“(The administration) really started to push out into remote, rugged terrain on public lands all across the borderline in Arizona, where the ecological value of those places is so much higher that the damage done by this construction is much more egregious,” said Randy Serraglio, Southwest conservation advocate with the Center for Biological Diversity.
For months now, construction crews have been dynamiting, drilling, pumping, excavating and clear-cutting public land. In places like Guadalupe Canyon in far eastern Arizona, simply building roads to bring in construction equipment involved blasting mountainsides and sending the rubble down to clog drainages. Previously wide-open landscapes where wildlife and water could move freely have been severed by the huge steel barrier. The Sonoran Desert’s iconic saguaros, protected by law, have been found lying in heaps next to construction sites.
“This is damage that will not ever be remediated or mitigated,” Serraglio said. “This is permanent.”
Under the Trump administration, contractors have replaced barbed wire or waist-high barriers with 30-foot-high steel beams, 6 inches wide, with only a 4-inch gap in-between. “Nothing larger than a cottontail rabbit could pass through there,” said Myles Traphagan, Borderlands program coordinator with the Wildlands Network. “So the common wildlife you see along the border, such as javelina, deer, mountain lion, bobcat, bighorn sheep, those are going to be completely impeded by this border wall.”
Traphagan’s organization works closely with ranches in Mexico that prioritize wildlife protection and cross-border migration corridors. He said their game cameras used to capture images of hundreds of animals per month traveling the drainages near San Bernardino National Wildlife Refuge. “But the last few times I’ve been down there, those numbers have just plummeted,” he said.
Then there’s the impacts of water use: In many places, contractors have pumped water from deep below ground for construction purposes, wetting roads to keep the dust down or to make cement. Because Arizona doesn’t require data on water usage from wells in these areas, there are no hard numbers on how much has been used, but some impacts are already clear.
Quitobaquito is a rare desert spring in Organ Pipe Cactus National Monument, located on the ancestral homelands of O’odham tribes. Despite promises from U.S. Customs and Border Protection that the builders would respect a five-mile buffer around the spring and its pond, hydrologists and ecologists who monitor the site said last year that the pond dropped to its lowest levels in years after pumping began for the border wall. Since February 2020, CBP has withdrawn 45 million gallons of water around Organ Pipe Cactus National Monument.
A year ago, hundreds of protesters gathered along the San Pedro River, one of the Southwest’s last free-flowing rivers and a jewel of southern Arizona, to protest the plan to build a border wall across the riverbed. But despite active opposition by environmentalists, local residents and members of Congress, construction continued.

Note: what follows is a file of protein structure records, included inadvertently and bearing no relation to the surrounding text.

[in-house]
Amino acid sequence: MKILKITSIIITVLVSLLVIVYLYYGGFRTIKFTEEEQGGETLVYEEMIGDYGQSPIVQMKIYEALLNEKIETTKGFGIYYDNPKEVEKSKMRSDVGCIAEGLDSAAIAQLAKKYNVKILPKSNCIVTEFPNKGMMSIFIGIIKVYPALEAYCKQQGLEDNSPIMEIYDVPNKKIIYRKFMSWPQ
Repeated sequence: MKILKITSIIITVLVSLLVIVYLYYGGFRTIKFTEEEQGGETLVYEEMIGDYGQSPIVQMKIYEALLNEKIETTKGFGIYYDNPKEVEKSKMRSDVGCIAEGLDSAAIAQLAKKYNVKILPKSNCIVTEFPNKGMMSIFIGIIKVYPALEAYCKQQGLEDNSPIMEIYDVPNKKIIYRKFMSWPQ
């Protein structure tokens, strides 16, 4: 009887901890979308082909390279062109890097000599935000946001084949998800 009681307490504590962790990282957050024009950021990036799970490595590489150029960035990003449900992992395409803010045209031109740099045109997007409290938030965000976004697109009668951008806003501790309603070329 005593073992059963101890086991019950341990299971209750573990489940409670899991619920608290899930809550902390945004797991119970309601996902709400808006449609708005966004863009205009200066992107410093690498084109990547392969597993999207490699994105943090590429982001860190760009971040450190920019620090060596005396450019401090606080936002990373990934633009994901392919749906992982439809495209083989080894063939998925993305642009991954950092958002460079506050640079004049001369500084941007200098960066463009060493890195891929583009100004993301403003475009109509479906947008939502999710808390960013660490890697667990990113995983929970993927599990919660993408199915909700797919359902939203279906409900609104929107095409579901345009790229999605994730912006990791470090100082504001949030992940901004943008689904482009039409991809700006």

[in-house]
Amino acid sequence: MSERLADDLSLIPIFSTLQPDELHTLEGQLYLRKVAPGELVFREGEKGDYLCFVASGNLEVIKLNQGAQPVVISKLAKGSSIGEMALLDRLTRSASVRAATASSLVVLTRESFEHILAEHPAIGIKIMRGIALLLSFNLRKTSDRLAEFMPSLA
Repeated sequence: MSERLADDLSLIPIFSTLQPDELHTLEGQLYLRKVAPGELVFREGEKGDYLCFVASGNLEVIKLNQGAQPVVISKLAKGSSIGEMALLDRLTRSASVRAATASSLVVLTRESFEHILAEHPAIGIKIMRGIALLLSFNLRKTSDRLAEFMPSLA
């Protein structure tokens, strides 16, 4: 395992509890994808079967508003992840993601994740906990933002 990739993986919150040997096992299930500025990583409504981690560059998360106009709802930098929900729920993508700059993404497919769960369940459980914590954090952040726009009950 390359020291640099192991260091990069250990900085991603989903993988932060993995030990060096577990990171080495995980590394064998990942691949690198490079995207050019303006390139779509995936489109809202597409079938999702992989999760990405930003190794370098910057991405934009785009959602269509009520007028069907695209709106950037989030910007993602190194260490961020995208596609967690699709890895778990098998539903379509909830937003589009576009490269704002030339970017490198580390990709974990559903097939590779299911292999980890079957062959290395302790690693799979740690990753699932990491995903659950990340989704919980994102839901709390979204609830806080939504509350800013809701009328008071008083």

By November, that wall was complete.
“That river is a lifeline for hundreds and hundreds of species; millions of migratory birds use it as a flyway every year,” Serraglio said. “And yet they have constructed a wall right across the riverbed that will almost certainly act as a dam and completely disrupt the normal ecological functioning of that river.”
This is one of the fundamental problems with any recovery or restoration of the Borderlands now that wall construction has ended or been stopped, said Serraglio. In order to speed construction, the Trump administration waived dozens of federal environmental and cultural resource laws that normally apply to such projects — laws that were created to minimize or mitigate their impacts.
“We don’t really have the baseline science to be able to determine what all of the impacts are going to be, because all of the environmental laws that would have required that kind of analysis were waived,” he said.
SOURCE: The Guardian
DATE: February 1, 2021
SNIP: Sea lions in California had been dying of a mysterious cancer for decades. Now, scientists say they have finally uncovered the likely cause: toxic chemicals from industrial trash, pesticides and oil refinery waste.
A team of mammal pathologists, virologists, chemists and geneticists have concluded that sea lions with higher concentrations of DDT, PCBs and other chemicals in their blubber are more prone to cancer triggered by a herpes virus.
The findings, published in the journal Frontiers in Marine Science, are the result of 20 years of research, gleaned from tissue samples collected from 394 sea lions.
“[Sea lions are] predisposed to cancer by these high levels of legacy compounds that are still in the environment,” Frances Gulland, a University of California, Davis, researcher who studied the animals for decades at the Marine Mammal Center in Sausalito, told the Los Angeles Times.